History is political. And in a region fraught with battles over legitimacy, where each group prizes the mantle of righteous victimhood, the political implications of history are deeply felt. Unfortunately, when political ideologies obscure our common humanity, conflicts over history can generate a climate of denial.
Denying the suffering of others can serve multiple political purposes. For example, rejecting the Holocaust or the Nakba can be a vehicle to challenge
Denying the Holocaust
Before heading to the United Nations General Assembly in
Holocaust denial also runs rampant throughout the Arab Middle East, appearing often in newspapers and other media. As the U.N. Relief and Works Agency discussed plans to teach about the Holocaust in its
In an April editorial in the Israeli newspaper Haaretz, Palestinian writer Aziz Abu Sarah wrote of his decision to commemorate Holocaust Remembrance Day by watching the film Schindler's List. His reflections reveal much about the impulse to deny the suffering of those on the opposing side of a conflict. "As Palestinians, we simply did not learn about [the Holocaust]," he wrote. "There was a stigma attached to it, an understanding that
Silencing the Nakba
Denial cuts both ways, however. Israeli Education Minister Gideon Sa'ar recently announced his intention to remove mention of the Nakba from textbooks, arguing that the subject would encourage extremism among Arab-Israelis. Notably, Israeli textbooks bore no mention of the Nakba at all until
In an interview with the Institute for Middle East Understanding, Israeli activist Eitan Bronstein, founder of the organization Zochrot ("Remembering"), described the lack of awareness about the Nakba in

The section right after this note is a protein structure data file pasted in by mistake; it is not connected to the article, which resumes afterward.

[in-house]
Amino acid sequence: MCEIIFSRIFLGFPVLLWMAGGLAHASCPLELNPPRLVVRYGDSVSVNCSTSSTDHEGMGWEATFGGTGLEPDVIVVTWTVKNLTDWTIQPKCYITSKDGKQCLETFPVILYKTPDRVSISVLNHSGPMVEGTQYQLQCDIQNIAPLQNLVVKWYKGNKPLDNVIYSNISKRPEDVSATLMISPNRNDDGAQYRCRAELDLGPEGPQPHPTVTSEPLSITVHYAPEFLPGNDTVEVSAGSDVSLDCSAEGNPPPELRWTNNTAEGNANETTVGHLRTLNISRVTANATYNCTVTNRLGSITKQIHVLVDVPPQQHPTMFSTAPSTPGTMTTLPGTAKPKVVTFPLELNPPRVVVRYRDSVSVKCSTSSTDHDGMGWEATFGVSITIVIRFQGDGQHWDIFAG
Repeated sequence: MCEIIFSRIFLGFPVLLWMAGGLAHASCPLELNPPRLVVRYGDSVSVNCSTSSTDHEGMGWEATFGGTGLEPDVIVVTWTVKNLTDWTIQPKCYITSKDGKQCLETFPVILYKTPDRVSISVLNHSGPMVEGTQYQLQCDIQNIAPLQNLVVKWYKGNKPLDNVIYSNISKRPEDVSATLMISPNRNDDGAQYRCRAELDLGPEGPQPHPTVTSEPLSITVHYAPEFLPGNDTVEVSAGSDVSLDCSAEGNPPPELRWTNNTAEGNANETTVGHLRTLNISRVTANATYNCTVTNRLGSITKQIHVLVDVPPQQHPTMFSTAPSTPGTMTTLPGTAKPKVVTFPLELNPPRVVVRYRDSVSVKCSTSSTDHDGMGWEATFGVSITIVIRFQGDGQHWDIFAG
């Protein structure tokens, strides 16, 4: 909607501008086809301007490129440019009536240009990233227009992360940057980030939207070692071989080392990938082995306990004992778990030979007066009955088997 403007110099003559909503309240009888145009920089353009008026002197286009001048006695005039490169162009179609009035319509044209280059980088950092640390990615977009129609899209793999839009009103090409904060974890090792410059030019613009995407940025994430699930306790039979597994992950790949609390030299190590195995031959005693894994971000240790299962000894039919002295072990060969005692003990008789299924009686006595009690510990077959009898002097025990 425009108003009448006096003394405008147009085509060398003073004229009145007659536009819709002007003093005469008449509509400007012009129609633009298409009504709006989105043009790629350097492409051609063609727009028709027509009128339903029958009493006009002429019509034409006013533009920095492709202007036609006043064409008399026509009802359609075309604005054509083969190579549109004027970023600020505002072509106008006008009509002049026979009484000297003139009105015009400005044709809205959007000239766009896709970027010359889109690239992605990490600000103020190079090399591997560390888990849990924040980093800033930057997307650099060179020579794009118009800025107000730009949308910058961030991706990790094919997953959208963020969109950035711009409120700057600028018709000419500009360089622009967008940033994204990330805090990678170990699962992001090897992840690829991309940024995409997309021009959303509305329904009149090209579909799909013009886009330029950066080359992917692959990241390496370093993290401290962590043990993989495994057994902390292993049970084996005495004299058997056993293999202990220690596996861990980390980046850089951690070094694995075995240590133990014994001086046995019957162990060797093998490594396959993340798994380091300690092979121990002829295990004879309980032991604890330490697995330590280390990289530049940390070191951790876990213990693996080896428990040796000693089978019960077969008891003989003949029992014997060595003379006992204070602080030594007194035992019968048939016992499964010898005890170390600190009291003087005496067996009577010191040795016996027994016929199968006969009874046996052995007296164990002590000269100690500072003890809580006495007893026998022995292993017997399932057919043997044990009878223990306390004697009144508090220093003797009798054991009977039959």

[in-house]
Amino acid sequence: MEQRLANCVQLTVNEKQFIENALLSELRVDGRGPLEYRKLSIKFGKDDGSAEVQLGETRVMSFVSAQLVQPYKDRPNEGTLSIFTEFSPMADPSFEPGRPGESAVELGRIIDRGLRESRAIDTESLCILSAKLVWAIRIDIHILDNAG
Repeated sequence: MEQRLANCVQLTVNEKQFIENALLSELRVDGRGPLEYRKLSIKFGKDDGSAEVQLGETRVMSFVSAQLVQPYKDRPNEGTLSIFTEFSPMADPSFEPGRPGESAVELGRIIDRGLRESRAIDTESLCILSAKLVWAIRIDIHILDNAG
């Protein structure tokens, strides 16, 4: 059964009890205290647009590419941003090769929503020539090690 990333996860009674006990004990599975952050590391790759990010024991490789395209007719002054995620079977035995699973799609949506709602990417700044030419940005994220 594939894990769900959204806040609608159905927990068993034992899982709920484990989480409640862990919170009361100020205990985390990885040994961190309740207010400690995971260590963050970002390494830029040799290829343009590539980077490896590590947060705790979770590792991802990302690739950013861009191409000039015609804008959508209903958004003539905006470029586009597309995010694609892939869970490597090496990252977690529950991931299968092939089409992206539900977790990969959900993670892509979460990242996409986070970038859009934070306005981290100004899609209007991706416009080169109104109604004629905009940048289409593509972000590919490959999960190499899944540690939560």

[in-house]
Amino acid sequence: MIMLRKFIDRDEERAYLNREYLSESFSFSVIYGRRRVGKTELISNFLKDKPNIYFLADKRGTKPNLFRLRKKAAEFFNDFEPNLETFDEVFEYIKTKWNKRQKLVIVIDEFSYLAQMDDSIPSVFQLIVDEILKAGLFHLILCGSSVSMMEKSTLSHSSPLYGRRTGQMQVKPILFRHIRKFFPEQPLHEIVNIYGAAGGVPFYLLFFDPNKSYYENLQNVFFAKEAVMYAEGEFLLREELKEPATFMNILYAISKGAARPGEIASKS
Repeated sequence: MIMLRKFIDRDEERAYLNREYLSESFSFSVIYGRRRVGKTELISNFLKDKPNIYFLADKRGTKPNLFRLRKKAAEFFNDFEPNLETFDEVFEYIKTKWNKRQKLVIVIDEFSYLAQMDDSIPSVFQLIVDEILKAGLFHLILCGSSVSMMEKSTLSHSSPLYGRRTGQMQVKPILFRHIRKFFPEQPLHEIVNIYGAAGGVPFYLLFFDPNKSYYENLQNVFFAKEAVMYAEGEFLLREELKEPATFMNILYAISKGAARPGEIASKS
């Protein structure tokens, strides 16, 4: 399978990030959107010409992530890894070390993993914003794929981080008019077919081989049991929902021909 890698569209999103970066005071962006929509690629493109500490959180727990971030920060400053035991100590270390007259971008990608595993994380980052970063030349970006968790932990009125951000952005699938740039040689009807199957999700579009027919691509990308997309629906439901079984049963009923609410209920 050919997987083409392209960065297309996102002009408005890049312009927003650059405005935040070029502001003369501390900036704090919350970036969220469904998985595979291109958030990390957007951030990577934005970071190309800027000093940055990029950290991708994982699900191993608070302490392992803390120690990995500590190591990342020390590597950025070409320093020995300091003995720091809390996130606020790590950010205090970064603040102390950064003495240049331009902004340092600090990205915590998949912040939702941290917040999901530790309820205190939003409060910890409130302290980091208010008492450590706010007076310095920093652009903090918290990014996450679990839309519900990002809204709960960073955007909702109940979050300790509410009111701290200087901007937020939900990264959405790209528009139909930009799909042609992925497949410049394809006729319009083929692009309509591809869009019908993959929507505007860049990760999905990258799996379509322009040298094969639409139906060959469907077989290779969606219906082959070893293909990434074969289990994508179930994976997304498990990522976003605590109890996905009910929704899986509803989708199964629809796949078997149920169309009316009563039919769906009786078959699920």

The Armenian Genocide
In April 2007,
Official rejection of the genocide has had real consequences for Turkish artists and intellectuals courageous enough to address the issue. Under the controversial Article 301 of the Turkish Penal Code, which took effect in 2005, it is a crime to insult
Recognition and Reconciliation
The act of acknowledging and honoring others' suffering is an essential part of reconciliation. In an interview with JustVision, Aziz Abu Sarah told of his desire for revenge after his brother died from injuries he sustained during beatings in an Israeli prison. However, after a family friend persuaded Abu Sarah and his parents to participate in the dialogue organization the Bereaved Families Forum, his growing awareness of Israeli grief prompted him to become a peace activist.
On a larger scale, such encounters can play a significant role in dismantling the climate of denial and transforming conflicts. Acknowledging past suffering does not mean excusing present-day injustices. Rather, by recognizing others' pain, it is possible to reverse the battle over victimhood and establish meaningful human connections.